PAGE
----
IOT News Roundup

ZigBee, EnOcean energy-harvesting IOT partnership; Ascom Unite Messaging Suite now integrates with Stanley Healthcare RTLS; ITU teams with Georgia Tech for IOT standards; Sigma Designs offers added security to its Z-Wave products; new DUOS app uses beacons to break the ice at conferences and events; Silicon Labs offers two new Gecko microcontrollers.
By Claire Swedberg
Dec 18, 2015

ZigBee and EnOcean Alliances Ally to Create Self-powered Product Applications

The ZigBee Alliance and the EnOcean Alliance, a building-automation organization, are partnering to offer applications that use ZigBee-based technology with EnOcean energy harvesting. The partnership is intended to enable a broader range of self-powered IoT sensor solutions.

To accomplish this goal, a technical task force composed of ZigBee Alliance and EnOcean Alliance representatives will be established, with the aim of defining the technical specifications required to combine standardized EnOcean Equipment Profiles (EEPs) with the ZigBee 3.0 specification, which operates according to the worldwide IEEE 802.15.4 2.4 GHz standard. The alliances plan to complete the definition of this technical specification and share details of associated collaborative marketing and business activities during the second quarter of 2016.

ZigBee 3.0 is an open wireless IoT product-development specification that extends all the way from the physical layer to the application network layer. It includes certification and branding for improved interoperability across a growing range of market segments.

Ascom Unite Messaging Suite Interoperates With Stanley Healthcare RTLS

Health-care information technology solutions company Ascom Wireless Solutions reports that its Ascom Unite Messaging Suite now integrates with Stanley Healthcare's AeroScout real-time location system (RTLS). With the interoperability, Stanley Healthcare RTLS alerts can be sent via Ascom Unite. The RTLS solution is used by health-care facilities for staff-assist calls, asset management, infant and patient protection, and temperature management; therefore, alert calls necessary in the event of a problem would use the Ascom Unite functionality.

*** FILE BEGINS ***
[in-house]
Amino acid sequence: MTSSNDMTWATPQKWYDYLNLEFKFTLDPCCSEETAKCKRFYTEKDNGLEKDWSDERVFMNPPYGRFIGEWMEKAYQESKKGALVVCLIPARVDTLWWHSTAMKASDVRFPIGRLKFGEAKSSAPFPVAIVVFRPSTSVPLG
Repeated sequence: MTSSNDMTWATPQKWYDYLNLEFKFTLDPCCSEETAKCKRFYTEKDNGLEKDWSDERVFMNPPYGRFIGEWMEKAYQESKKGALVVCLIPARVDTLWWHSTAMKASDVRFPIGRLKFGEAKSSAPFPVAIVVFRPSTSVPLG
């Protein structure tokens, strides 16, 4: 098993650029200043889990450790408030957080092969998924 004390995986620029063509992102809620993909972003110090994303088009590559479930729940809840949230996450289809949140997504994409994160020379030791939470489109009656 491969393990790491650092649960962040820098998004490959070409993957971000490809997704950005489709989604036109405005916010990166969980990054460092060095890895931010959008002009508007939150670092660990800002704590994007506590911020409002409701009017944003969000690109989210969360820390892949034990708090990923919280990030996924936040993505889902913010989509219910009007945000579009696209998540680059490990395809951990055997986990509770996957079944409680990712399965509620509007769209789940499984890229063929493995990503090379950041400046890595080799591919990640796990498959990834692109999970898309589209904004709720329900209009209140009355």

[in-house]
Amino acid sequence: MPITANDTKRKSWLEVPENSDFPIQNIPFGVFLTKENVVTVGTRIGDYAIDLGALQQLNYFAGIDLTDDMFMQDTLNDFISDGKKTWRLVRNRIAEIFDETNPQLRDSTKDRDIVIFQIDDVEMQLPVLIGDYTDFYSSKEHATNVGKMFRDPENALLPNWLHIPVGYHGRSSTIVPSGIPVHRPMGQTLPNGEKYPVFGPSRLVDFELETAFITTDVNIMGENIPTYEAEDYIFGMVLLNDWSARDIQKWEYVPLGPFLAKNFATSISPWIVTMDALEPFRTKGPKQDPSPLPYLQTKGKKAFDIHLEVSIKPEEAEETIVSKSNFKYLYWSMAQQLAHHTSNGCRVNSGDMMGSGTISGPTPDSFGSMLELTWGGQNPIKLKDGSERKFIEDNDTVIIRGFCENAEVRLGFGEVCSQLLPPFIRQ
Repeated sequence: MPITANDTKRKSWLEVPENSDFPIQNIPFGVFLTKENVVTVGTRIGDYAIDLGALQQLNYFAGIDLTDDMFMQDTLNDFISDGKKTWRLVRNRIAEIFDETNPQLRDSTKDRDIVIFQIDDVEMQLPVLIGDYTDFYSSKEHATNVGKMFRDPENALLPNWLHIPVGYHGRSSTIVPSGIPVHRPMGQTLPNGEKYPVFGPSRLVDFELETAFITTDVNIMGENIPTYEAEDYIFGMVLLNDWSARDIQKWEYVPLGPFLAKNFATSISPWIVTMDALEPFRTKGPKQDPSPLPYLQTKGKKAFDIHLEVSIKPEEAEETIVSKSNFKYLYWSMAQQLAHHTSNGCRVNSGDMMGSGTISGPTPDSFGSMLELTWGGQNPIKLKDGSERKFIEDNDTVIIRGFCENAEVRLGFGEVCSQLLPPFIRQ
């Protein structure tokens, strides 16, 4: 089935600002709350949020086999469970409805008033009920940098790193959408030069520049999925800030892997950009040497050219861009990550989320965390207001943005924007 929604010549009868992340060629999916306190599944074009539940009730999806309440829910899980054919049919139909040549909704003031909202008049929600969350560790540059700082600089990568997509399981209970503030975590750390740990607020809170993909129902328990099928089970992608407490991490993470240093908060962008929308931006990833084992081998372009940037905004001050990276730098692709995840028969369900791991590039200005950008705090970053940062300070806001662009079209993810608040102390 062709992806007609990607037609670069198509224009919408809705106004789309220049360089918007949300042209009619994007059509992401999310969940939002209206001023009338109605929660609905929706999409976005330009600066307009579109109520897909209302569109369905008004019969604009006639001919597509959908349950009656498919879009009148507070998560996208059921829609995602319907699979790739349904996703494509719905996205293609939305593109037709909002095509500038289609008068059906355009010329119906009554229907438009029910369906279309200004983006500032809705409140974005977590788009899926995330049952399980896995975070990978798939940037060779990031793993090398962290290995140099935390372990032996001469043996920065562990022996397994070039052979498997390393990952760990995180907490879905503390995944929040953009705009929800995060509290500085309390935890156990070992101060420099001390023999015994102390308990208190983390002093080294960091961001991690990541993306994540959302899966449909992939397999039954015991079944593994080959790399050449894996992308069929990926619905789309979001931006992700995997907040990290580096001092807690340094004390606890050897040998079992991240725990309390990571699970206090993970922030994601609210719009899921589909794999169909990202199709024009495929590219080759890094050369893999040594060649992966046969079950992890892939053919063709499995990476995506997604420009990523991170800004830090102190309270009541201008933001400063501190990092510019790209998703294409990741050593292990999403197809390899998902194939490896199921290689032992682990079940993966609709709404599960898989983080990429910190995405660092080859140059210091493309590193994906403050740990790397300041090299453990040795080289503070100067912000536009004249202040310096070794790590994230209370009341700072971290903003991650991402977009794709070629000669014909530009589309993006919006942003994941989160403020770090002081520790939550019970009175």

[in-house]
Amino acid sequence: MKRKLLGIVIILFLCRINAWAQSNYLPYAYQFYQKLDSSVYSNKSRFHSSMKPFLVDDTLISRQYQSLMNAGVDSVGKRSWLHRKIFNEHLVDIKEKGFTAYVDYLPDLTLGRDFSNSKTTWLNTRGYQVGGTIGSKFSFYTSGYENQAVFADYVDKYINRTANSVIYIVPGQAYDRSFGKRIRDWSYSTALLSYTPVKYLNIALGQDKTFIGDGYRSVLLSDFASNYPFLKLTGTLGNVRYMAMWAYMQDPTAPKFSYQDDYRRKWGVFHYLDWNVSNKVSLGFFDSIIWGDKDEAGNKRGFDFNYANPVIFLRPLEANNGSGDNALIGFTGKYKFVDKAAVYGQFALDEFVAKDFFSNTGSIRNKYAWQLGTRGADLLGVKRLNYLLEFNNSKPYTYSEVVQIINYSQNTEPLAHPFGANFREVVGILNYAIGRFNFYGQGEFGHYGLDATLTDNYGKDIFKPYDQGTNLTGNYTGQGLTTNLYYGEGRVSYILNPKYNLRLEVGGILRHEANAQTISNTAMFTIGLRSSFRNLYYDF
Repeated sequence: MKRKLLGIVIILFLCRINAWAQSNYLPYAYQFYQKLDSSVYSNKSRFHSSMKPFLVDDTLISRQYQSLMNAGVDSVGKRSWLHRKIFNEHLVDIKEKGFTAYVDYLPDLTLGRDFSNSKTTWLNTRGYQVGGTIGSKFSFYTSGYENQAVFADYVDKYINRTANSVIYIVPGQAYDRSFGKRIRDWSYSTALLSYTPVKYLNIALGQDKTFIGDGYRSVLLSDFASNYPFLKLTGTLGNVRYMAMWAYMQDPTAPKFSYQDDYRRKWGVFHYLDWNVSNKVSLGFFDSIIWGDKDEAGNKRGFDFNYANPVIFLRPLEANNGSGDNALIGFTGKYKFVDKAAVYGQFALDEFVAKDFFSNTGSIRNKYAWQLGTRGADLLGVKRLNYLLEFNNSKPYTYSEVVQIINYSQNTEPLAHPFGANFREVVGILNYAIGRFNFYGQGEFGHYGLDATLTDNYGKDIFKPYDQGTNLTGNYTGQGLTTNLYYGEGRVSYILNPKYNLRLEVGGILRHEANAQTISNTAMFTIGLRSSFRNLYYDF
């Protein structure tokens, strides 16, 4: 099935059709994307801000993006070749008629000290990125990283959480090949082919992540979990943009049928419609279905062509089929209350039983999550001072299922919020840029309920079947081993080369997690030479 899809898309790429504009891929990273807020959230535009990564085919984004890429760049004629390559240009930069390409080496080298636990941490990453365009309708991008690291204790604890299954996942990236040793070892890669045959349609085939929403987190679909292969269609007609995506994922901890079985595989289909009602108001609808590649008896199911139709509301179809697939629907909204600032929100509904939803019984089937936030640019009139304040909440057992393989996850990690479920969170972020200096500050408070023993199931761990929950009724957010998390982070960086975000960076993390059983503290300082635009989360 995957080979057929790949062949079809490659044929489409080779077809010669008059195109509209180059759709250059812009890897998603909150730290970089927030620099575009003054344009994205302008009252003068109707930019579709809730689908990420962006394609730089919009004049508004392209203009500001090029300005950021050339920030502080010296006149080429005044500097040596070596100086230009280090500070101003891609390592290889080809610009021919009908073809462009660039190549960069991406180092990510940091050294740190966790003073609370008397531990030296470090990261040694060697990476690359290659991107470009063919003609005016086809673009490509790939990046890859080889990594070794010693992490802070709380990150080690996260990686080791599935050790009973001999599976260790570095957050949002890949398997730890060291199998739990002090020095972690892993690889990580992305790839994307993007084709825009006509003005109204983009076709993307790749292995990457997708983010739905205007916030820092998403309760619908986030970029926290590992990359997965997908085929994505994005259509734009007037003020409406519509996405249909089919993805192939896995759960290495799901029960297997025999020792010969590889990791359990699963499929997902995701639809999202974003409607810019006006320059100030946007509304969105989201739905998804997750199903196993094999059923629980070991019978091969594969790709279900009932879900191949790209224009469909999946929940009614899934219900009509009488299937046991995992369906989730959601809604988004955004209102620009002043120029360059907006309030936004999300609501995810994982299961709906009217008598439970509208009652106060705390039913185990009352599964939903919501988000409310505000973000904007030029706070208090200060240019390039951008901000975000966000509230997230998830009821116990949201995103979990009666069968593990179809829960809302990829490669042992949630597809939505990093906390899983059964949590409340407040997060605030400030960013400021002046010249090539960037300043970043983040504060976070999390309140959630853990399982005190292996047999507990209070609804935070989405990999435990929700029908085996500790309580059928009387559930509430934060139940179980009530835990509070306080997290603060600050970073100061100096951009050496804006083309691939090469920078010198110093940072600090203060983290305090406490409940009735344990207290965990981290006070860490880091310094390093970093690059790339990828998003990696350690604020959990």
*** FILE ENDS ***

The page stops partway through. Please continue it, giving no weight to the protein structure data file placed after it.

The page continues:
Potential health-care customers can view how the technology works and interoperates at the Stanley Healthcare Customer Experience Center, located in Waltham, Mass.

ITU and Georgia Tech to Collaborate on IoT Standards

The International Telecommunication Union (ITU) has formed an agreement with the Georgia Institute of Technology (Georgia Tech) to monitor activities in IoT technology and develop standards together. The two organizations formed a memorandum of understanding to better identify the need for, and develop standards for, the Internet of Things industry. The work will be done with the help of the ITU Standardization Sector Study Group 20, which is already focused on such IoT technologies and applications as those in use in smart cities, as well as machine-to-machine communications and sensor networks.

Georgia Tech's involvement in the collaboration will include the use of Georgia Tech's Center for the Development and Application of Internet of Things Technologies (CDAIT)—a think tank dedicated to identifying and solving challenges related to IoT technologies and applications.

The two groups will establish a joint steering committee, provide thought leadership to encourage standards groups and trade associations to participate in IoT-relevant discussions, organize and host topic-relevant events, such as workshops and webinars, and assist with the standardization work of ITU study groups.

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